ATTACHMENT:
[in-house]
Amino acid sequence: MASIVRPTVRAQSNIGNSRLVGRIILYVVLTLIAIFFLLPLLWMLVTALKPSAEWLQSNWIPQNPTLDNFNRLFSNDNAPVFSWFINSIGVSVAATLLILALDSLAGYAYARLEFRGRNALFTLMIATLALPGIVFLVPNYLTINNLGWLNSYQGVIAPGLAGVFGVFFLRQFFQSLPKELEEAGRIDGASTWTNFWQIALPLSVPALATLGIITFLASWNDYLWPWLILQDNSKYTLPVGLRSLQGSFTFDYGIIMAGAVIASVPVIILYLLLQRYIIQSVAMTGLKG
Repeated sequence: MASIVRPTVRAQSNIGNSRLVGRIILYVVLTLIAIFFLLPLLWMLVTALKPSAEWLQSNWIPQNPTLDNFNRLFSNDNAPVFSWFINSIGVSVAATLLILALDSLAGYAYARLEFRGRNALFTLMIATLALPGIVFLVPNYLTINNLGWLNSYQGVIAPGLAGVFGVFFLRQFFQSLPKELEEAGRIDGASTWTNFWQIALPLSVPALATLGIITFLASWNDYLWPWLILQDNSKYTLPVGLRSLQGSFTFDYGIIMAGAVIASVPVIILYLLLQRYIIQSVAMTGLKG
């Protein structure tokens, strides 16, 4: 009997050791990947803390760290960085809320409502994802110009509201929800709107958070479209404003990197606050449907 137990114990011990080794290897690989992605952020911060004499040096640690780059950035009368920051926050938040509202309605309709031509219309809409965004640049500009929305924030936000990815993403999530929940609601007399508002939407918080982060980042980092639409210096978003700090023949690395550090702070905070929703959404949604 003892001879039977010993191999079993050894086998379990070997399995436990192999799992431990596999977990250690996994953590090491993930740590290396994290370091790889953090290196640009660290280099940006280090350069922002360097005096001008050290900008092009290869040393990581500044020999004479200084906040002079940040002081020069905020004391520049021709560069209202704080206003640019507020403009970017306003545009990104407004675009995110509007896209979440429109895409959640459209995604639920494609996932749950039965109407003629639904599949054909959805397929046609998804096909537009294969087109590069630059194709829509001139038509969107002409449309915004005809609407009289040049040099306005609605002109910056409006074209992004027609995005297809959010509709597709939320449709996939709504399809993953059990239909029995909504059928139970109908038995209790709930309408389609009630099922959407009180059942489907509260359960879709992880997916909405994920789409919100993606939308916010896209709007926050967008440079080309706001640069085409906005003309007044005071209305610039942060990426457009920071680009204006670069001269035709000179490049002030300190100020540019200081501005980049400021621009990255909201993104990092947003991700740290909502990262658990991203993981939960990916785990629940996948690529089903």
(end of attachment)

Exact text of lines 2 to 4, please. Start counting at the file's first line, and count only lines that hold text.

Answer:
Amino acid sequence: MASIVRPTVRAQSNIGNSRLVGRIILYVVLTLIAIFFLLPLLWMLVTALKPSAEWLQSNWIPQNPTLDNFNRLFSNDNAPVFSWFINSIGVSVAATLLILALDSLAGYAYARLEFRGRNALFTLMIATLALPGIVFLVPNYLTINNLGWLNSYQGVIAPGLAGVFGVFFLRQFFQSLPKELEEAGRIDGASTWTNFWQIALPLSVPALATLGIITFLASWNDYLWPWLILQDNSKYTLPVGLRSLQGSFTFDYGIIMAGAVIASVPVIILYLLLQRYIIQSVAMTGLKG
Repeated sequence: MASIVRPTVRAQSNIGNSRLVGRIILYVVLTLIAIFFLLPLLWMLVTALKPSAEWLQSNWIPQNPTLDNFNRLFSNDNAPVFSWFINSIGVSVAATLLILALDSLAGYAYARLEFRGRNALFTLMIATLALPGIVFLVPNYLTINNLGWLNSYQGVIAPGLAGVFGVFFLRQFFQSLPKELEEAGRIDGASTWTNFWQIALPLSVPALATLGIITFLASWNDYLWPWLILQDNSKYTLPVGLRSLQGSFTFDYGIIMAGAVIASVPVIILYLLLQRYIIQSVAMTGLKG
């Protein structure tokens, strides 16, 4: 009997050791990947803390760290960085809320409502994802110009509201929800709107958070479209404003990197606050449907 137990114990011990080794290897690989992605952020911060004499040096640690780059950035009368920051926050938040509202309605309709031509219309809409965004640049500009929305924030936000990815993403999530929940609601007399508002939407918080982060980042980092639409210096978003700090023949690395550090702070905070929703959404949604 003892001879039977010993191999079993050894086998379990070997399995436990192999799992431990596999977990250690996994953590090491993930740590290396994290370091790889953090290196640009660290280099940006280090350069922002360097005096001008050290900008092009290869040393990581500044020999004479200084906040002079940040002081020069905020004391520049021709560069209202704080206003640019507020403009970017306003545009990104407004675009995110509007896209979440429109895409959640459209995604639920494609996932749950039965109407003629639904599949054909959805397929046609998804096909537009294969087109590069630059194709829509001139038509969107002409449309915004005809609407009289040049040099306005609605002109910056409006074209992004027609995005297809959010509709597709939320449709996939709504399809993953059990239909029995909504059928139970109908038995209790709930309408389609009630099922959407009180059942489907509260359960879709992880997916909405994920789409919100993606939308916010896209709007926050967008440079080309706001640069085409906005003309007044005071209305610039942060990426457009920071680009204006670069001269035709000179490049002030300190100020540019200081501005980049400021621009990255909201993104990092947003991700740290909502990262658990991203993981939960990916785990629940996948690529089903």